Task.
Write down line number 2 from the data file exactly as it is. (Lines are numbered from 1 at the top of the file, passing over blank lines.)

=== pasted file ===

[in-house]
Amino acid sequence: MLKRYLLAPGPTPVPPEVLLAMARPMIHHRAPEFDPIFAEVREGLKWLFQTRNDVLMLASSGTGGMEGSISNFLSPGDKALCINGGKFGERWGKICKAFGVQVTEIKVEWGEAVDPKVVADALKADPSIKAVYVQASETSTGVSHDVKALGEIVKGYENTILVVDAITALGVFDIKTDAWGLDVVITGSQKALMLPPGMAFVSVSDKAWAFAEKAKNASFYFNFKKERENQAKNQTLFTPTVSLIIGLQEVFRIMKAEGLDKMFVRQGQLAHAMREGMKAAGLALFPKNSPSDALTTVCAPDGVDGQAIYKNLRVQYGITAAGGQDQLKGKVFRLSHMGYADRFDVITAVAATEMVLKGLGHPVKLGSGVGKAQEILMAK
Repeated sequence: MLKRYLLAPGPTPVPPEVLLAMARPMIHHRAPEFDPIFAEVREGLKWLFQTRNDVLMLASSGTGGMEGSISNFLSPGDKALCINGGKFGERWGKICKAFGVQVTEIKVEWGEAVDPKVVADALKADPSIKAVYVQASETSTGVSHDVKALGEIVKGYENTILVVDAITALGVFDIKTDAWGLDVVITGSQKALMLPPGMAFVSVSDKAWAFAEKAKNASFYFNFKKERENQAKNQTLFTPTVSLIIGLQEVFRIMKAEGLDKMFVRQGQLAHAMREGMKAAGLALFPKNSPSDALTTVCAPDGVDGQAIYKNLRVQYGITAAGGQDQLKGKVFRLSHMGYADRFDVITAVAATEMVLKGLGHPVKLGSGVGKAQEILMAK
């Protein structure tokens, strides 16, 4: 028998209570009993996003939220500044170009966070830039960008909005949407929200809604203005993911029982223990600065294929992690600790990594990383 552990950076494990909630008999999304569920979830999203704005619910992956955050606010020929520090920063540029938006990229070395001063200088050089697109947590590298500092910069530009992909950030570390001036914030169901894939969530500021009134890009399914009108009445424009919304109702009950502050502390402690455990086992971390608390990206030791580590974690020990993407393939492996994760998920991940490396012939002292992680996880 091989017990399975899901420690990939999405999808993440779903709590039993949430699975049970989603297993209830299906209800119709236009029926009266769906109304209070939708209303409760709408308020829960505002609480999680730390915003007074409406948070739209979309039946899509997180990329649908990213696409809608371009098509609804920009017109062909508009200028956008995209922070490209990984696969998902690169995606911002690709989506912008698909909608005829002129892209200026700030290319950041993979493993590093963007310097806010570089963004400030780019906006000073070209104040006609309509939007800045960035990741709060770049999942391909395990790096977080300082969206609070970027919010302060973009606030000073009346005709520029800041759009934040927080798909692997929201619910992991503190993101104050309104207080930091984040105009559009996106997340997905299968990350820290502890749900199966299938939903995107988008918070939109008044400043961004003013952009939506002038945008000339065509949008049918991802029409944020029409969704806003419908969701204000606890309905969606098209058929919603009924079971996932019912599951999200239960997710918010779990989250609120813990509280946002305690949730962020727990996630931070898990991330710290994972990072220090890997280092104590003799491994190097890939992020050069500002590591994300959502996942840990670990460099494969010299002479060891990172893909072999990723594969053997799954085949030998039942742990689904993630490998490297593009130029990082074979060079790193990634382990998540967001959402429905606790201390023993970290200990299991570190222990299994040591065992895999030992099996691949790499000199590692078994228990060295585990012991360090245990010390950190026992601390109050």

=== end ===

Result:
Amino acid sequence: MLKRYLLAPGPTPVPPEVLLAMARPMIHHRAPEFDPIFAEVREGLKWLFQTRNDVLMLASSGTGGMEGSISNFLSPGDKALCINGGKFGERWGKICKAFGVQVTEIKVEWGEAVDPKVVADALKADPSIKAVYVQASETSTGVSHDVKALGEIVKGYENTILVVDAITALGVFDIKTDAWGLDVVITGSQKALMLPPGMAFVSVSDKAWAFAEKAKNASFYFNFKKERENQAKNQTLFTPTVSLIIGLQEVFRIMKAEGLDKMFVRQGQLAHAMREGMKAAGLALFPKNSPSDALTTVCAPDGVDGQAIYKNLRVQYGITAAGGQDQLKGKVFRLSHMGYADRFDVITAVAATEMVLKGLGHPVKLGSGVGKAQEILMAK